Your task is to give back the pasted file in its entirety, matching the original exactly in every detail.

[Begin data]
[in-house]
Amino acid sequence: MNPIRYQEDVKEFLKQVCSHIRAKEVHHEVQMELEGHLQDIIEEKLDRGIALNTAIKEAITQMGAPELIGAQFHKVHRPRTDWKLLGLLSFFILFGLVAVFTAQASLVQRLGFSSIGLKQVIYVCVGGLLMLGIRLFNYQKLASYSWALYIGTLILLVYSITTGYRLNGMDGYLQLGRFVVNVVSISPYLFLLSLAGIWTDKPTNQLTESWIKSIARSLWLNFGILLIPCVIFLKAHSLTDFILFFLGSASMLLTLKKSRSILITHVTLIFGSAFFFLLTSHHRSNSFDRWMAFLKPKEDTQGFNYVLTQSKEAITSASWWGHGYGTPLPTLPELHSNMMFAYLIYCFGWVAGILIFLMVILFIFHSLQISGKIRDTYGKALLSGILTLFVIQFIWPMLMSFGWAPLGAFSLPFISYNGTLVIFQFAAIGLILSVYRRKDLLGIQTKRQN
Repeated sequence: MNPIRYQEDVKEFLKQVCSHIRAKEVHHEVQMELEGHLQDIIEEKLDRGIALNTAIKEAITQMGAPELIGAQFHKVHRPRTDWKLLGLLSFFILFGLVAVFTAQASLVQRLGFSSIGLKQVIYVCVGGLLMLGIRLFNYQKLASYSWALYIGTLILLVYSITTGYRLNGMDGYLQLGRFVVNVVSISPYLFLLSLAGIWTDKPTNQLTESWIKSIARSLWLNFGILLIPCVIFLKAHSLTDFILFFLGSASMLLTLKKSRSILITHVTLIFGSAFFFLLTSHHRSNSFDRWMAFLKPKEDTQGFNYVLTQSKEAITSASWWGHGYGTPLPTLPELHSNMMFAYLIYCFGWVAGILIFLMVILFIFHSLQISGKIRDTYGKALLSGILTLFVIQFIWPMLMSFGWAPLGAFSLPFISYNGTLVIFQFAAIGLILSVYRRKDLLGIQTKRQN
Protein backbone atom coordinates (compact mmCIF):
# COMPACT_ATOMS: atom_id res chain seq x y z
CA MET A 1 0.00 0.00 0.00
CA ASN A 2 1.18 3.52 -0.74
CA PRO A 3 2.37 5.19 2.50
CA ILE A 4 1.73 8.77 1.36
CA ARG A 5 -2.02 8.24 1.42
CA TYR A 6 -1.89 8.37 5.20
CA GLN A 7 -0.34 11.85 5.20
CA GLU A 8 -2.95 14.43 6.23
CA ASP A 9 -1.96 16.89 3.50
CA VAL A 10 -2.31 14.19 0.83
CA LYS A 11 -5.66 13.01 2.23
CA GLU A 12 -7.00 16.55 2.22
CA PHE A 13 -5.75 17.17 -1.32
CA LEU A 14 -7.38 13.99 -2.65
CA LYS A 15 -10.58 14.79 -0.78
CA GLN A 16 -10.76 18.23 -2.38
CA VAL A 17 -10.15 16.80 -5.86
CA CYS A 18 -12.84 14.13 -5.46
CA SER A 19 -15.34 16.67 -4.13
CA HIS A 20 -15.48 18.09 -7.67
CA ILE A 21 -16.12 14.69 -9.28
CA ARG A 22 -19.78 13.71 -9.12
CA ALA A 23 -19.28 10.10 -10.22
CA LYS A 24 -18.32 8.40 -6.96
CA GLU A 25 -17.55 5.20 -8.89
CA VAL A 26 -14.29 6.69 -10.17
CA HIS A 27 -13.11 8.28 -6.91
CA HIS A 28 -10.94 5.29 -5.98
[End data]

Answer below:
[in-house]
Amino acid sequence: MNPIRYQEDVKEFLKQVCSHIRAKEVHHEVQMELEGHLQDIIEEKLDRGIALNTAIKEAITQMGAPELIGAQFHKVHRPRTDWKLLGLLSFFILFGLVAVFTAQASLVQRLGFSSIGLKQVIYVCVGGLLMLGIRLFNYQKLASYSWALYIGTLILLVYSITTGYRLNGMDGYLQLGRFVVNVVSISPYLFLLSLAGIWTDKPTNQLTESWIKSIARSLWLNFGILLIPCVIFLKAHSLTDFILFFLGSASMLLTLKKSRSILITHVTLIFGSAFFFLLTSHHRSNSFDRWMAFLKPKEDTQGFNYVLTQSKEAITSASWWGHGYGTPLPTLPELHSNMMFAYLIYCFGWVAGILIFLMVILFIFHSLQISGKIRDTYGKALLSGILTLFVIQFIWPMLMSFGWAPLGAFSLPFISYNGTLVIFQFAAIGLILSVYRRKDLLGIQTKRQN
Repeated sequence: MNPIRYQEDVKEFLKQVCSHIRAKEVHHEVQMELEGHLQDIIEEKLDRGIALNTAIKEAITQMGAPELIGAQFHKVHRPRTDWKLLGLLSFFILFGLVAVFTAQASLVQRLGFSSIGLKQVIYVCVGGLLMLGIRLFNYQKLASYSWALYIGTLILLVYSITTGYRLNGMDGYLQLGRFVVNVVSISPYLFLLSLAGIWTDKPTNQLTESWIKSIARSLWLNFGILLIPCVIFLKAHSLTDFILFFLGSASMLLTLKKSRSILITHVTLIFGSAFFFLLTSHHRSNSFDRWMAFLKPKEDTQGFNYVLTQSKEAITSASWWGHGYGTPLPTLPELHSNMMFAYLIYCFGWVAGILIFLMVILFIFHSLQISGKIRDTYGKALLSGILTLFVIQFIWPMLMSFGWAPLGAFSLPFISYNGTLVIFQFAAIGLILSVYRRKDLLGIQTKRQN
Protein backbone atom coordinates (compact mmCIF):
# COMPACT_ATOMS: atom_id res chain seq x y z
CA MET A 1 0.00 0.00 0.00
CA ASN A 2 1.18 3.52 -0.74
CA PRO A 3 2.37 5.19 2.50
CA ILE A 4 1.73 8.77 1.36
CA ARG A 5 -2.02 8.24 1.42
CA TYR A 6 -1.89 8.37 5.20
CA GLN A 7 -0.34 11.85 5.20
CA GLU A 8 -2.95 14.43 6.23
CA ASP A 9 -1.96 16.89 3.50
CA VAL A 10 -2.31 14.19 0.83
CA LYS A 11 -5.66 13.01 2.23
CA GLU A 12 -7.00 16.55 2.22
CA PHE A 13 -5.75 17.17 -1.32
CA LEU A 14 -7.38 13.99 -2.65
CA LYS A 15 -10.58 14.79 -0.78
CA GLN A 16 -10.76 18.23 -2.38
CA VAL A 17 -10.15 16.80 -5.86
CA CYS A 18 -12.84 14.13 -5.46
CA SER A 19 -15.34 16.67 -4.13
CA HIS A 20 -15.48 18.09 -7.67
CA ILE A 21 -16.12 14.69 -9.28
CA ARG A 22 -19.78 13.71 -9.12
CA ALA A 23 -19.28 10.10 -10.22
CA LYS A 24 -18.32 8.40 -6.96
CA GLU A 25 -17.55 5.20 -8.89
CA VAL A 26 -14.29 6.69 -10.17
CA HIS A 27 -13.11 8.28 -6.91
CA HIS A 28 -10.94 5.29 -5.98